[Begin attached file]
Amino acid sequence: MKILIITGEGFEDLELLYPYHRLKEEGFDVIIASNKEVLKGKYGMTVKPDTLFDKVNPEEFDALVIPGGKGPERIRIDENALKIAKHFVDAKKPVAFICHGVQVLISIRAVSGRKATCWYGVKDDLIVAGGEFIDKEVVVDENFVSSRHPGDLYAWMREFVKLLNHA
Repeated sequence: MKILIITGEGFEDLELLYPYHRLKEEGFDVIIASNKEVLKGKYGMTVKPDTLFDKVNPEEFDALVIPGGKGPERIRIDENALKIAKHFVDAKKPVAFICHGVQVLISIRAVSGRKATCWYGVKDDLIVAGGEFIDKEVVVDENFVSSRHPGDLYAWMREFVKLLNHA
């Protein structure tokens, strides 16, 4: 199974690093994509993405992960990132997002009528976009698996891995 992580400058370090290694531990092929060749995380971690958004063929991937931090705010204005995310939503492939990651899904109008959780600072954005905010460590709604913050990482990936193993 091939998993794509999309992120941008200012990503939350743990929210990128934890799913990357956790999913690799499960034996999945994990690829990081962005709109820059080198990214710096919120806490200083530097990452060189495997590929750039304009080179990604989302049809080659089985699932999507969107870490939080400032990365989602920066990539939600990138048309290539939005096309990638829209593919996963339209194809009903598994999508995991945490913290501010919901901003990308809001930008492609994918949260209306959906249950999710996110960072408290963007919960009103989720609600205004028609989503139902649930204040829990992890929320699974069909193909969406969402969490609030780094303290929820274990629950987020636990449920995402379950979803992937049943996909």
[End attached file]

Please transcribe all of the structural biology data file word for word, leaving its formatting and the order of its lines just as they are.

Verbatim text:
Amino acid sequence: MKILIITGEGFEDLELLYPYHRLKEEGFDVIIASNKEVLKGKYGMTVKPDTLFDKVNPEEFDALVIPGGKGPERIRIDENALKIAKHFVDAKKPVAFICHGVQVLISIRAVSGRKATCWYGVKDDLIVAGGEFIDKEVVVDENFVSSRHPGDLYAWMREFVKLLNHA
Repeated sequence: MKILIITGEGFEDLELLYPYHRLKEEGFDVIIASNKEVLKGKYGMTVKPDTLFDKVNPEEFDALVIPGGKGPERIRIDENALKIAKHFVDAKKPVAFICHGVQVLISIRAVSGRKATCWYGVKDDLIVAGGEFIDKEVVVDENFVSSRHPGDLYAWMREFVKLLNHA
């Protein structure tokens, strides 16, 4: 199974690093994509993405992960990132997002009528976009698996891995 992580400058370090290694531990092929060749995380971690958004063929991937931090705010204005995310939503492939990651899904109008959780600072954005905010460590709604913050990482990936193993 091939998993794509999309992120941008200012990503939350743990929210990128934890799913990357956790999913690799499960034996999945994990690829990081962005709109820059080198990214710096919120806490200083530097990452060189495997590929750039304009080179990604989302049809080659089985699932999507969107870490939080400032990365989602920066990539939600990138048309290539939005096309990638829209593919996963339209194809009903598994999508995991945490913290501010919901901003990308809001930008492609994918949260209306959906249950999710996110960072408290963007919960009103989720609600205004028609989503139902649930204040829990992890929320699974069909193909969406969402969490609030780094303290929820274990629950987020636990449920995402379950979803992937049943996909």